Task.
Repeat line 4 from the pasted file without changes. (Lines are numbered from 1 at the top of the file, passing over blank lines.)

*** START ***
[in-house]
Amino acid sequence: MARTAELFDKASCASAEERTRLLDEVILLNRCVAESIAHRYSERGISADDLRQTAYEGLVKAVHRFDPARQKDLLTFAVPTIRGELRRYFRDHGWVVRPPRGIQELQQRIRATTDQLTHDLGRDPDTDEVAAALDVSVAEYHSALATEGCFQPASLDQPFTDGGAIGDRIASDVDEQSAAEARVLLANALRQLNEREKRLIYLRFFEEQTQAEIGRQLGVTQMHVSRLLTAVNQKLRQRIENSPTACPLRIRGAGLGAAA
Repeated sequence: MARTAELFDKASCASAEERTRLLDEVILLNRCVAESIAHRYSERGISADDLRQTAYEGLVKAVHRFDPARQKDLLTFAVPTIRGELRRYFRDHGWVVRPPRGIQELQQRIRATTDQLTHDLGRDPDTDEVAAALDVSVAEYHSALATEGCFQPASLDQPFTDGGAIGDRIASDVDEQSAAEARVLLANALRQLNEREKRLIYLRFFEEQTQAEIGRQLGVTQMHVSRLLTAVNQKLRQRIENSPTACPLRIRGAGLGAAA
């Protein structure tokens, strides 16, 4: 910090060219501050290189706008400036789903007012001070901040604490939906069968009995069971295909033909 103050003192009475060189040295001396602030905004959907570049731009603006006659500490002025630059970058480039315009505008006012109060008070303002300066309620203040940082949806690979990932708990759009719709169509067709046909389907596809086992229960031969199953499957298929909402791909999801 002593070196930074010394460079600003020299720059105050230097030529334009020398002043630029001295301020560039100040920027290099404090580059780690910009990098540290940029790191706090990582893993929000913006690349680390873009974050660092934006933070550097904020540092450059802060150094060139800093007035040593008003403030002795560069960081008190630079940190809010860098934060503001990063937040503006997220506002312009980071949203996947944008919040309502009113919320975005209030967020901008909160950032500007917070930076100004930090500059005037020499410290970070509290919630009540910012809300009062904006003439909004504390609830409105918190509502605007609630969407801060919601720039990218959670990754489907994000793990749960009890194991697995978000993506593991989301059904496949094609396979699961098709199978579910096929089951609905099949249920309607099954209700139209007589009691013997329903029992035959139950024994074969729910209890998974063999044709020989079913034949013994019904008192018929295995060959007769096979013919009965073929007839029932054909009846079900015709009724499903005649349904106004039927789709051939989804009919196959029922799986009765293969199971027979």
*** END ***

């Protein structure tokens, strides 16, 4: 910090060219501050290189706008400036789903007012001070901040604490939906069968009995069971295909033909 103050003192009475060189040295001396602030905004959907570049731009603006006659500490002025630059970058480039315009505008006012109060008070303002300066309620203040940082949806690979990932708990759009719709169509067709046909389907596809086992229960031969199953499957298929909402791909999801 002593070196930074010394460079600003020299720059105050230097030529334009020398002043630029001295301020560039100040920027290099404090580059780690910009990098540290940029790191706090990582893993929000913006690349680390873009974050660092934006933070550097904020540092450059802060150094060139800093007035040593008003403030002795560069960081008190630079940190809010860098934060503001990063937040503006997220506002312009980071949203996947944008919040309502009113919320975005209030967020901008909160950032500007917070930076100004930090500059005037020499410290970070509290919630009540910012809300009062904006003439909004504390609830409105918190509502605007609630969407801060919601720039990218959670990754489907994000793990749960009890194991697995978000993506593991989301059904496949094609396979699961098709199978579910096929089951609905099949249920309607099954209700139209007589009691013997329903029992035959139950024994074969729910209890998974063999044709020989079913034949013994019904008192018929295995060959007769096979013919009965073929007839029932054909009846079900015709009724499903005649349904106004039927789709051939989804009919196959029922799986009765293969199971027979």